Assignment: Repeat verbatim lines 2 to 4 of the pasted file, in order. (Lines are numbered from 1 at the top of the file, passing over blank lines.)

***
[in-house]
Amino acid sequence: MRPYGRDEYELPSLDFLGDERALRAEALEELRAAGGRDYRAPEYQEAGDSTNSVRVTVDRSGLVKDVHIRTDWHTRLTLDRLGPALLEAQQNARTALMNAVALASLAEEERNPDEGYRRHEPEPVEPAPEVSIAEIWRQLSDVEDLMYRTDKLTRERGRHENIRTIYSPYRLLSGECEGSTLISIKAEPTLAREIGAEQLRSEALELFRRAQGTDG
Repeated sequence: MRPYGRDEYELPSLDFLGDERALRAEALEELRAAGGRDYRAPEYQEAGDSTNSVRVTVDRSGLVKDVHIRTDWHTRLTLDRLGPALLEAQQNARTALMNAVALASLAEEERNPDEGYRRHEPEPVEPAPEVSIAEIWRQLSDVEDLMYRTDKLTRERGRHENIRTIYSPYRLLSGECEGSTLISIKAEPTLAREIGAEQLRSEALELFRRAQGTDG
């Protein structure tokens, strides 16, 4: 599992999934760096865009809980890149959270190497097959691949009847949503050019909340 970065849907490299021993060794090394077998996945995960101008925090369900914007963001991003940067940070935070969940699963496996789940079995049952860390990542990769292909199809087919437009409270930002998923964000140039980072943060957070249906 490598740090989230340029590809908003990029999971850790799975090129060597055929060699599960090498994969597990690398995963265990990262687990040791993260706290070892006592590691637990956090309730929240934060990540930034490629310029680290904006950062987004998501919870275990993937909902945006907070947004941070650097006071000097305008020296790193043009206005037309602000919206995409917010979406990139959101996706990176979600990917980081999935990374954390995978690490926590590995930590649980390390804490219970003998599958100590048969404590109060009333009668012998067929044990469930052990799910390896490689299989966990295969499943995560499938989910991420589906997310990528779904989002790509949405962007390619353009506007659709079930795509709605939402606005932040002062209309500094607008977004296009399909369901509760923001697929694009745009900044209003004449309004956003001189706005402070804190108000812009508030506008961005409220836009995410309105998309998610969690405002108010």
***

Amino acid sequence: MRPYGRDEYELPSLDFLGDERALRAEALEELRAAGGRDYRAPEYQEAGDSTNSVRVTVDRSGLVKDVHIRTDWHTRLTLDRLGPALLEAQQNARTALMNAVALASLAEEERNPDEGYRRHEPEPVEPAPEVSIAEIWRQLSDVEDLMYRTDKLTRERGRHENIRTIYSPYRLLSGECEGSTLISIKAEPTLAREIGAEQLRSEALELFRRAQGTDG
Repeated sequence: MRPYGRDEYELPSLDFLGDERALRAEALEELRAAGGRDYRAPEYQEAGDSTNSVRVTVDRSGLVKDVHIRTDWHTRLTLDRLGPALLEAQQNARTALMNAVALASLAEEERNPDEGYRRHEPEPVEPAPEVSIAEIWRQLSDVEDLMYRTDKLTRERGRHENIRTIYSPYRLLSGECEGSTLISIKAEPTLAREIGAEQLRSEALELFRRAQGTDG
């Protein structure tokens, strides 16, 4: 599992999934760096865009809980890149959270190497097959691949009847949503050019909340 970065849907490299021993060794090394077998996945995960101008925090369900914007963001991003940067940070935070969940699963496996789940079995049952860390990542990769292909199809087919437009409270930002998923964000140039980072943060957070249906 490598740090989230340029590809908003990029999971850790799975090129060597055929060699599960090498994969597990690398995963265990990262687990040791993260706290070892006592590691637990956090309730929240934060990540930034490629310029680290904006950062987004998501919870275990993937909902945006907070947004941070650097006071000097305008020296790193043009206005037309602000919206995409917010979406990139959101996706990176979600990917980081999935990374954390995978690490926590590995930590649980390390804490219970003998599958100590048969404590109060009333009668012998067929044990469930052990799910390896490689299989966990295969499943995560499938989910991420589906997310990528779904989002790509949405962007390619353009506007659709079930795509709605939402606005932040002062209309500094607008977004296009399909369901509760923001697929694009745009900044209003004449309004956003001189706005402070804190108000812009508030506008961005409220836009995410309105998309998610969690405002108010």